The burpless varieties don’t need peeling which is an added bonus and would be the way to go if cucumbers repeat on you.
Pickling Cucumbers are shorter, stouter, and have a rougher outer skin, as well as drier flesh that allows them to soak up more of the brine they’re pickled in.
Obviously cucumbers for slicing need to be straight.
The ones you see in the supermarket are regular English cucumbers, usually long thin with a dark green skin.
Cucumbers-probably lemon
Great for slicing, and not suitable for pickling.
Let’s start with cucumber “Sweet and Striped” that can grow to a metre long but it will curl.
Armenian cucumber?
This cucumber is a pale almost limey green, it’s burpless with drier flesh so it can be stored up to one month.
Great for slicing or pickling.
My favourite is Cucumber 'Lemon'
'Lemon' is an apple type, heirloom variety, introduced in 1894.
The fruits are round, sweet and crisp with a thin yellow skin and white flesh.
It can be eaten like an apple and is easy to digest.
This cucumber is a good all-rounder because I can be used for salads, pickling and slicing.
For regular eating there’s Lebanese Cucumber 'Beit Alpha'
A Lebanese style of cucumber is thin-skinned, dark green, tender, and burpless.
This one can grow cucumber, up to 30 cm long.
If you pick it when it’s smaller, it has the best flavour whether pickled or fresh and is never bitter.
Lebanese cucumber vines bear early, are disease resistant and very productive
There’s also a number of dwarf varieties if you’d like to grow your cucumbers in pots.
Try Mini White- one of the most popular.
The 10cm long fruit and is best picked when young.
This one gives you lots of fruit per plant and it’s burpless 
Or you could try Cucumber Little Potato which as the colour or a potato or Kiwi fruit, with a zesty lemon burpless inner flesh.
Then there’s Cucumber 'Spacemaster'
'Spacemaster' is a bush variety, 90 cm across; suitable for growing in containers. Fruit is slender, dark green, 17 - 22 cm long with a crisp, sweet flavour.
It’s supposed to be disease resistant.
Good for salads or pickles, if picked young.
You’ll need to go to a seed mail order place for some of those, or if you’re in Adelaide or Melbourne, go to the shop in the Botanic Gardens.
The best thing is that Cucumbers aren’t picky about soils.
Parthenocarpic Cucumbers What?
  • Did you know that you can grow a seedless variety that doesn’t need pollination?In fact, pollination creates an inferior fruit so these are best grown in a closed environment such as a greenhouse.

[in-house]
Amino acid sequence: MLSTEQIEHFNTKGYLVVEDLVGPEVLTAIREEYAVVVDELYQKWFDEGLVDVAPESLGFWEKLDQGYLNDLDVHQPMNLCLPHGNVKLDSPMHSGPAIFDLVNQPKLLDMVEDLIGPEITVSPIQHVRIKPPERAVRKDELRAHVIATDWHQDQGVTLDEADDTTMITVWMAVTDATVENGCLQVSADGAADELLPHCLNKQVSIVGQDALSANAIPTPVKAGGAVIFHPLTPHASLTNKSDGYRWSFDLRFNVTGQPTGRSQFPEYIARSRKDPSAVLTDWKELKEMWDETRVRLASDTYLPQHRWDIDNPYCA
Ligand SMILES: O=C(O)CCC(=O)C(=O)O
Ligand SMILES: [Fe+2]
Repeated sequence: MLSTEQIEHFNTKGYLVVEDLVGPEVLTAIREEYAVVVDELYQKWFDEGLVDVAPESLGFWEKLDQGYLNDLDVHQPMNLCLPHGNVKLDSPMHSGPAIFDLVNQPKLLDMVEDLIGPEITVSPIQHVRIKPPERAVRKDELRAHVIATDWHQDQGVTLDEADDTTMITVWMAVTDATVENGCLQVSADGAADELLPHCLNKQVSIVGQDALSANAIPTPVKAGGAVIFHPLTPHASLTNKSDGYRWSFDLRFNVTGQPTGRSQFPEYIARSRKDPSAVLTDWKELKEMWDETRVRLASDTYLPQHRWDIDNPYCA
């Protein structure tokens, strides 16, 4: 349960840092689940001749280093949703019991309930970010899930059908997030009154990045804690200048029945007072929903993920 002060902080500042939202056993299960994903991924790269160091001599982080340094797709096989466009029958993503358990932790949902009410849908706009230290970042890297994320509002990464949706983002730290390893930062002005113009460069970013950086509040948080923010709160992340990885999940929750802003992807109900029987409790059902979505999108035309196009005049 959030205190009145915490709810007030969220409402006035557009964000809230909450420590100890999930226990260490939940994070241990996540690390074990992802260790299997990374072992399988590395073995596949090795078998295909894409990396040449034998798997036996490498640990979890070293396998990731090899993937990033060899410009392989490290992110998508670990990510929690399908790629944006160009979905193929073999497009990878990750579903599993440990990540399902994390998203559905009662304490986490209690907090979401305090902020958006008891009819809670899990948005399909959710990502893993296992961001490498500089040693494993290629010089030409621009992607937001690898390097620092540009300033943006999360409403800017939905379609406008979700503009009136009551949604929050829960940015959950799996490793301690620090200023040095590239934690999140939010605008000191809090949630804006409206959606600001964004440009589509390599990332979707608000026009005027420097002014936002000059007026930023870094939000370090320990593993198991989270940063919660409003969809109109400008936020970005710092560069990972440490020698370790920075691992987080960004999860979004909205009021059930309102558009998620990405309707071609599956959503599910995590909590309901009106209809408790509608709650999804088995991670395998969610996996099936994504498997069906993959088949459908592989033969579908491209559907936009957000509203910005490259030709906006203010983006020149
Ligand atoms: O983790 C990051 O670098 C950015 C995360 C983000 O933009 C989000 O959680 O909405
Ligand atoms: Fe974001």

• This type of plant is called parthenocarpic which is just the name of a plant that can produce fruit without pollination.
  • So what’s a cucumber plant that needs pollination called? Gynoecious.
  • Gynoecious varieties have mostly or only female flowers ― the flowers that produce fruit ― and typically are earlier and have higher yields.

And do you get this information from seed packets?
No because most of the seeds you can buy are monoecious cucumbers that have male and female flowers.
  • In a monoecious cucumber ( nongynoecious cucumber) plant, the first 10–20 flowers are male and for every female flower 10–20 male flowers are produced.

I’m not sure if I’ve ever seen that information on the back of a cucumber seed packet?

Why has my cucumbers not got fruit?

  • For most cucurbit family plants, the humidity and temperature has to be within a fairly close range for pollination to occur, even with hand methods.
  • If the humidity is too high, the pollen sticks together, if too low, the pollen will not fertilize.
However, do you find your Cucumber seeds sometimes don’t germinate?
  • They’re big seeds but if you’re raising them in punnets and the seed raising mix dries out, then the seed most like has dried up as well; And if you keep it too wet, then the seed rots.
  • If this keeps happening, try using another type of seed raising mix, or even some good quality potting mix and try again.
  • What cucumbers like is soil that’s well-draining and has a pH of around 6.5.
  • Add in plenty of organic compost and fertilisers like chook poo or cow manure.
When your cucumber has gotten going, water it regularly at the base of the plant, that way the leaves stay dry and you lessen the chances of the leaves getting the white powdery stuff growing on them, powdery mildew disease.